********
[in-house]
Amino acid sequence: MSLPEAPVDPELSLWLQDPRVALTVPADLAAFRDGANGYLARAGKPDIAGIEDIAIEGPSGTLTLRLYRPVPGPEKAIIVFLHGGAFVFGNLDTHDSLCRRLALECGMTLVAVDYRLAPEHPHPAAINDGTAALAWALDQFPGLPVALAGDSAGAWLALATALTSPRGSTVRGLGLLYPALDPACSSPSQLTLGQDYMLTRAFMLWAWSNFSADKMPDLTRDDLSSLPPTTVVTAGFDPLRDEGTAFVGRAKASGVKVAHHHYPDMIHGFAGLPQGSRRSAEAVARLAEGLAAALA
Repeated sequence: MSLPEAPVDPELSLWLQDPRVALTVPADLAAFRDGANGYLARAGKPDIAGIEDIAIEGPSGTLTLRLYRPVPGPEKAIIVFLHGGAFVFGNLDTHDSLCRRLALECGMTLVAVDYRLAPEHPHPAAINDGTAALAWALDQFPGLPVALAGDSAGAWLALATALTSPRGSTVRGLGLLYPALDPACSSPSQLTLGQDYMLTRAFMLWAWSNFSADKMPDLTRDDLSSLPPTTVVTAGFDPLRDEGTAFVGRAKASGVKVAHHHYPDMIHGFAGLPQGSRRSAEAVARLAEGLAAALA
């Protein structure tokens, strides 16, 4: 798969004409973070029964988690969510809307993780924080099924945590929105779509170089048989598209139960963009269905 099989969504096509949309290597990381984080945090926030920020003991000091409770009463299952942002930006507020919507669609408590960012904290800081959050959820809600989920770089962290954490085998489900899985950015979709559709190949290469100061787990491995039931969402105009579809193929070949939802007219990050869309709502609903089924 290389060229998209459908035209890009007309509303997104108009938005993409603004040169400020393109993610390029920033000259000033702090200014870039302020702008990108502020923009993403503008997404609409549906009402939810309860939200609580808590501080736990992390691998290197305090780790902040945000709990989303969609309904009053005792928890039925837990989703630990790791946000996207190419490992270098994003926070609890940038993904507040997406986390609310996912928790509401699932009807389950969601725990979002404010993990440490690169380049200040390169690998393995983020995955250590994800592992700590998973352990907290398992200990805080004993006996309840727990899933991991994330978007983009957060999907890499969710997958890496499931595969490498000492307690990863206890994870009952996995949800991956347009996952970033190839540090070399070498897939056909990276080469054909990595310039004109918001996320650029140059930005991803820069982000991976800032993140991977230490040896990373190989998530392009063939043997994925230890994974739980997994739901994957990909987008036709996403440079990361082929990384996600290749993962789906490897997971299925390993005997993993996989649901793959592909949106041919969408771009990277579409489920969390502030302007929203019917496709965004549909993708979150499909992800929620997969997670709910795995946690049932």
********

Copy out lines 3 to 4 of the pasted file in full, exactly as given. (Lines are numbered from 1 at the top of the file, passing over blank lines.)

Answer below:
Repeated sequence: MSLPEAPVDPELSLWLQDPRVALTVPADLAAFRDGANGYLARAGKPDIAGIEDIAIEGPSGTLTLRLYRPVPGPEKAIIVFLHGGAFVFGNLDTHDSLCRRLALECGMTLVAVDYRLAPEHPHPAAINDGTAALAWALDQFPGLPVALAGDSAGAWLALATALTSPRGSTVRGLGLLYPALDPACSSPSQLTLGQDYMLTRAFMLWAWSNFSADKMPDLTRDDLSSLPPTTVVTAGFDPLRDEGTAFVGRAKASGVKVAHHHYPDMIHGFAGLPQGSRRSAEAVARLAEGLAAALA
């Protein structure tokens, strides 16, 4: 798969004409973070029964988690969510809307993780924080099924945590929105779509170089048989598209139960963009269905 099989969504096509949309290597990381984080945090926030920020003991000091409770009463299952942002930006507020919507669609408590960012904290800081959050959820809600989920770089962290954490085998489900899985950015979709559709190949290469100061787990491995039931969402105009579809193929070949939802007219990050869309709502609903089924 290389060229998209459908035209890009007309509303997104108009938005993409603004040169400020393109993610390029920033000259000033702090200014870039302020702008990108502020923009993403503008997404609409549906009402939810309860939200609580808590501080736990992390691998290197305090780790902040945000709990989303969609309904009053005792928890039925837990989703630990790791946000996207190419490992270098994003926070609890940038993904507040997406986390609310996912928790509401699932009807389950969601725990979002404010993990440490690169380049200040390169690998393995983020995955250590994800592992700590998973352990907290398992200990805080004993006996309840727990899933991991994330978007983009957060999907890499969710997958890496499931595969490498000492307690990863206890994870009952996995949800991956347009996952970033190839540090070399070498897939056909990276080469054909990595310039004109918001996320650029140059930005991803820069982000991976800032993140991977230490040896990373190989998530392009063939043997994925230890994974739980997994739901994957990909987008036709996403440079990361082929990384996600290749993962789906490897997971299925390993005997993993996989649901793959592909949106041919969408771009990277579409489920969390502030302007929203019917496709965004549909993708979150499909992800929620997969997670709910795995946690049932």